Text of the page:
Life & Style

January 22, 2018

The Future of Fashion: Where Craft Meets Tech

The Y-3 show in Paris proved just that

  • Written by Amuse Team

The Grand Palais, normally the setting for Karl Lagerfeld’s epic Chanel shows, was the space for the latest Y-3 show at this season’s Men’s Fashion Week in Paris. There are few other designers who would dare follow in his venue footsteps, but Yohji Yamamoto is certainly one. And few designers other than Raf Simons could grab the interest of super stylish Moonlight actor Ashton Sanders, but again, Yohji is certainly one.

Sanders was joined on the front row by street style star Christina Paik, NFL player DeAndre Hopkins and Chinese actor Chuinan Kong in what must be the most dedicated crowd in all of men’s fashion week. As well as the buyers and editors, there were brand fanboys everywhere, dressed head-to-toe out of true Y-3 love.

Yohji’s latest collection with adidas began with a gigantic, popping yellow scarf and matching shoes that shocked the eyes into focus. As well as the brand’s signature black and white, there were also forays into midnight blue, cream and print, with a camouflage floral that brought some organic to the generally graphic.

Making things even more natural were the vast knitted scarves that swaddled the wearers (the towelling tunics and coat liners added a mega comfy baby feel too), as well the use of Japanese Sashiko embroidery. These handcrafted elements were the perfect counterpoint to the high-tech materials and techniques that we’ve come to expect from Y-3 – the cutting-edge innovation of their trainers being the obvious example.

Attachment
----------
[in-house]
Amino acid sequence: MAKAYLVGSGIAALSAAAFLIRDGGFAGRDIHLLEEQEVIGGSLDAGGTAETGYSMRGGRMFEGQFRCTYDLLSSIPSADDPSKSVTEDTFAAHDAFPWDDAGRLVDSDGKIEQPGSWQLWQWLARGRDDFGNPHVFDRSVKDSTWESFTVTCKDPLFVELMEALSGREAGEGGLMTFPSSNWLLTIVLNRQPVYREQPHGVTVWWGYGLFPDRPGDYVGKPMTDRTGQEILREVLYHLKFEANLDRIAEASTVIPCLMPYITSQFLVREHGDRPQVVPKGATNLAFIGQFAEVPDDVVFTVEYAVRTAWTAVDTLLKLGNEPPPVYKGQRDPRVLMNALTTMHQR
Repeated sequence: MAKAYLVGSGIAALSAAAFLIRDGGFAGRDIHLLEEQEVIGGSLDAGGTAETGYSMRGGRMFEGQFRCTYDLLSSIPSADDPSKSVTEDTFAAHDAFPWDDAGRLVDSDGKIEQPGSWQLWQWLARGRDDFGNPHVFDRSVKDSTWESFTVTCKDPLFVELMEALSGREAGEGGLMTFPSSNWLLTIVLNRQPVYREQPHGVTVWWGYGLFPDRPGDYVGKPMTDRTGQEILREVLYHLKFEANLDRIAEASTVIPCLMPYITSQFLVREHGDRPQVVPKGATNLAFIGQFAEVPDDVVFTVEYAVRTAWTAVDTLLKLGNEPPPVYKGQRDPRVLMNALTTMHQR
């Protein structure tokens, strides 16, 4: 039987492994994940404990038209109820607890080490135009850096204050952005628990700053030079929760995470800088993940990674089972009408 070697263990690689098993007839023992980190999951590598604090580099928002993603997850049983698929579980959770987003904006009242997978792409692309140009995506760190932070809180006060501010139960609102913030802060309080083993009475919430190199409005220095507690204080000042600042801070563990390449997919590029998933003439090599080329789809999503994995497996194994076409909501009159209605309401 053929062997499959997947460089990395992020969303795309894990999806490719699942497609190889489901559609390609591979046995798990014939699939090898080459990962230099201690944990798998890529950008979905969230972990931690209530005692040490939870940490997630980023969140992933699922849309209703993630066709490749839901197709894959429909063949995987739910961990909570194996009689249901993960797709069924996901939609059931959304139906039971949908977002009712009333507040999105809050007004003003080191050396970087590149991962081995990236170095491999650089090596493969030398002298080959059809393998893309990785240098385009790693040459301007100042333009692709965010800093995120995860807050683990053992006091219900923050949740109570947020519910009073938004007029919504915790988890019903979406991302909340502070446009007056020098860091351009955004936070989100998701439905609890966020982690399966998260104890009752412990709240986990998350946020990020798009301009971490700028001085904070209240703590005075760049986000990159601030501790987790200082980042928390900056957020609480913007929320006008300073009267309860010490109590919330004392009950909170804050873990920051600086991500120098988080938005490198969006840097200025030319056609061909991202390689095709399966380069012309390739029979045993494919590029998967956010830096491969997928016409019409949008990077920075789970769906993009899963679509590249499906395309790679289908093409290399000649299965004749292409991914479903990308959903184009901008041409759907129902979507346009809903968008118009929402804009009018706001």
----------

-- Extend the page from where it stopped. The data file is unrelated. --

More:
This respectful mixture is something that you can notice throughout adidas’s design philosophy. Checking out next season’s sneaker drops at a showroom the day before, it was easy to identify that the brand is passionate about marrying old school craftsmanship with future technology.

Proportions were mostly big and ‘90s ravey (it’s perhaps no coincidence that the three stripes were prominent too, since they’re basically Berghain uniform), and perhaps the simplest and most successful piece of all was the humble boilersuit.


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